Google Earth now covers 98 percent of the population

Shawn Knight

TechSpot Staff
Staff member

Google has managed to catalog an unbelievable amount of imagery to populate its various mapping services.

In a recent blog post on the matter, Google Maps Senior Product Manager Thomas Escobar said the company has now captured more than 10 million miles of Street View imagery. That’s enough to circle the globe more than 400 times, Escobar notes.

Google Earth, meanwhile, now contains more than 36 million square miles of HD-quality satellite images from a variety of providers. According to Escobar, Google Earth imagery now covers 98 percent of the planet’s population.

Street View imagery collection is even more impressive. As you may know, Google has a massive fleet of vehicles that roam the globe collecting street-level photos. But did you know that Google also employs boats, sheep and even camels to help gather imagery in remote locations?

But collecting imagery is only part of the equation as the tech giant then has to use a process called photogrammetry to align and stitch everything into place to create an accurate depiction of the real world. Google’s approach is unique in that it utilizes imagery from multiple sources and is accurate down to the meter.

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ShagnWagn

TS Evangelist
I call a sh!t-ton of BS here as huge swaths of the U.S. have no street view. Especially so much of the population on dirt roads. If they want to claim street view for highly populated cities only, then I may somewhat agree. While there may be a street view of my old house, it is somewhere around at least 10 years old. I guess they still count that? Did they take classes from microsoft on making up numbers?
 
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J spot

TS Maniac
I call a sh!t-ton of BS here as huge swaths of the U.S. have no street view. Especially so much of the population on dirt roads. If they want to claim street view for highly populated cities only, then I may somewhat agree. While there may be a street view of my old house, it is somewhere around at least 10 years old. I guess they still count that? Did they take classes from microsoft on making up numbers?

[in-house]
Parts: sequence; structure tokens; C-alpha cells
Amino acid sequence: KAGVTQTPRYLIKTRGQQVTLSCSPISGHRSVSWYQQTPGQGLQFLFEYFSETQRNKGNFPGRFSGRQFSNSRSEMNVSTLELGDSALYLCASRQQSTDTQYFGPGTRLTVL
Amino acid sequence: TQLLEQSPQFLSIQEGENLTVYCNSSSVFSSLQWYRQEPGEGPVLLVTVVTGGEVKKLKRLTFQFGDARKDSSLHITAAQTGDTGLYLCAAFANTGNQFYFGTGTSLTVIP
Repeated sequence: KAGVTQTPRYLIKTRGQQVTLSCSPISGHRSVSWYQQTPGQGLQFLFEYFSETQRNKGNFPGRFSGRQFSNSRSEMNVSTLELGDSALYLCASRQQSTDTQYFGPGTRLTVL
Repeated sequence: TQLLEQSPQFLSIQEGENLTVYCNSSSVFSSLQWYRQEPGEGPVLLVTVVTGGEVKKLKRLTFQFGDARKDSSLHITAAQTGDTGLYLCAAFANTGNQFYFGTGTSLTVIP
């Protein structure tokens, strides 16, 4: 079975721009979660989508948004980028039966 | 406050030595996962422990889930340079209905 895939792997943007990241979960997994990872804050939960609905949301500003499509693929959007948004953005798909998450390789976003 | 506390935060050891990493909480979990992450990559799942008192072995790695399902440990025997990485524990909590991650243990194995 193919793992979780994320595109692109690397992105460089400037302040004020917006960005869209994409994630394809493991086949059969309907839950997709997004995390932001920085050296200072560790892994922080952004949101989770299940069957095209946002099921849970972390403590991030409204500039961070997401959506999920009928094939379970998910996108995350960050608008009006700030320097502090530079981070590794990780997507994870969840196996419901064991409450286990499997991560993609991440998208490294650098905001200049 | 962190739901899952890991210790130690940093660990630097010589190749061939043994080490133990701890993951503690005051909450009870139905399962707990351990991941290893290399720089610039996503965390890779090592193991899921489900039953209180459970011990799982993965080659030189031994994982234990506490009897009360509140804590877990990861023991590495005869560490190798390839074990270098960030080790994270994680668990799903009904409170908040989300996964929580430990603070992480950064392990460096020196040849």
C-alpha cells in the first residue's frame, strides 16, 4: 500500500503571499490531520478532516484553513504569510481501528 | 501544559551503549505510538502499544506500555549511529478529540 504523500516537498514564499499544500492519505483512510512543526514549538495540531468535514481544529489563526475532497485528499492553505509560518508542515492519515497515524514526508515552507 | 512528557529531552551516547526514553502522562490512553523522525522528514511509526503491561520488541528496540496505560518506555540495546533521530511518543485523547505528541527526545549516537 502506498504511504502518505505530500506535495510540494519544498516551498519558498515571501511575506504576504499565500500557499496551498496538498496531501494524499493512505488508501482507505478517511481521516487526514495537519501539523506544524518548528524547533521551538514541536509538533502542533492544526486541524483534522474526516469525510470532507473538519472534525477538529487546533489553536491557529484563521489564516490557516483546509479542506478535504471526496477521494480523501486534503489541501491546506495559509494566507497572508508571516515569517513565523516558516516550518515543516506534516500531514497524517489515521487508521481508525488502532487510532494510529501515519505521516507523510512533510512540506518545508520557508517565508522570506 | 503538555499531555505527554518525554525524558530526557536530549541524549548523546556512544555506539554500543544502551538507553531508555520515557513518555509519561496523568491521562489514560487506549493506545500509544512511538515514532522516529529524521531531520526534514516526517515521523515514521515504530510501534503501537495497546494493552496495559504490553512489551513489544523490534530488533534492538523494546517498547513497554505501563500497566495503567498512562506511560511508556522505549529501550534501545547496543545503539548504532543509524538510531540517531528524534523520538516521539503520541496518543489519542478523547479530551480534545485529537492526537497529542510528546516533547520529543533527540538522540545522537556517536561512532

The way it's written can easily confuse one. The title says, "Google Earth now covers 98 percent of the population," and then it goes on to talk about Street View. Then on the 3rd paragraph is when the article starts talking about Google Earth's satellite images.
 

mailpup

TS Special Forces
I call a sh!t-ton of BS here as huge swaths of the U.S. have no street view. Especially so much of the population on dirt roads. If they want to claim street view for highly populated cities only, then I may somewhat agree. While there may be a street view of my old house, it is somewhere around at least 10 years old. I guess they still count that? Did they take classes from microsoft on making up numbers?
There's a difference between Google Earth and Street View. It's the satellite generated Google Earth that is purported to cover 98%. IMHO, Street View coverage for small town America is somewhat inconsistent or just plain lacking on streets other than Main Street.
 

ShagnWagn

TS Evangelist
The way it's written can easily confuse one. The title says, "Google Earth now covers 98 percent of the population," and then it goes on to talk about Street View. Then on the 3rd paragraph is when the article starts talking about Google Earth's satellite images.
Yep, the wording of the article led me to believe street view had 98%. They must have made significant strides in the last few years. I would run across a lot of areas that were blurred out or basically you couldn't make out anything. I particularly like checking out islands way out in the middle of nowhere in the ocean. I guess they are claiming all of that is fixed now...
 

dob_1

TS Booster
I was in Africa recently and the Maps and satellite images were pretty good, but street view was poor. South Africa seems to have a lot, but Harare, Zimbabwe only has a few major streets but no minor ones, not even if they are sealed. Kariba Dam, Victoria Falls and Livingstone (Zambia) have no street view, even though they are major tourist destinations, neither did Lusaka the capital of Zambia and I couldn't see any in Malawi. So there's even further to go in non-Western countries.
 
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Uncle Al

TS Evangelist
You would think that will all the 360 degree camera's on the market now they would at least ask users to submit their own video's to cover the "blanks". Certainly not as good but at least they would have something! Granted, it is a huge undertaking but before making such lofty claims they need to complete the job .....
 

learninmypc

TS Evangelist
The current version of Google Earth needs to be updated, its still showing the Alaskan Way Via duct in Seattle.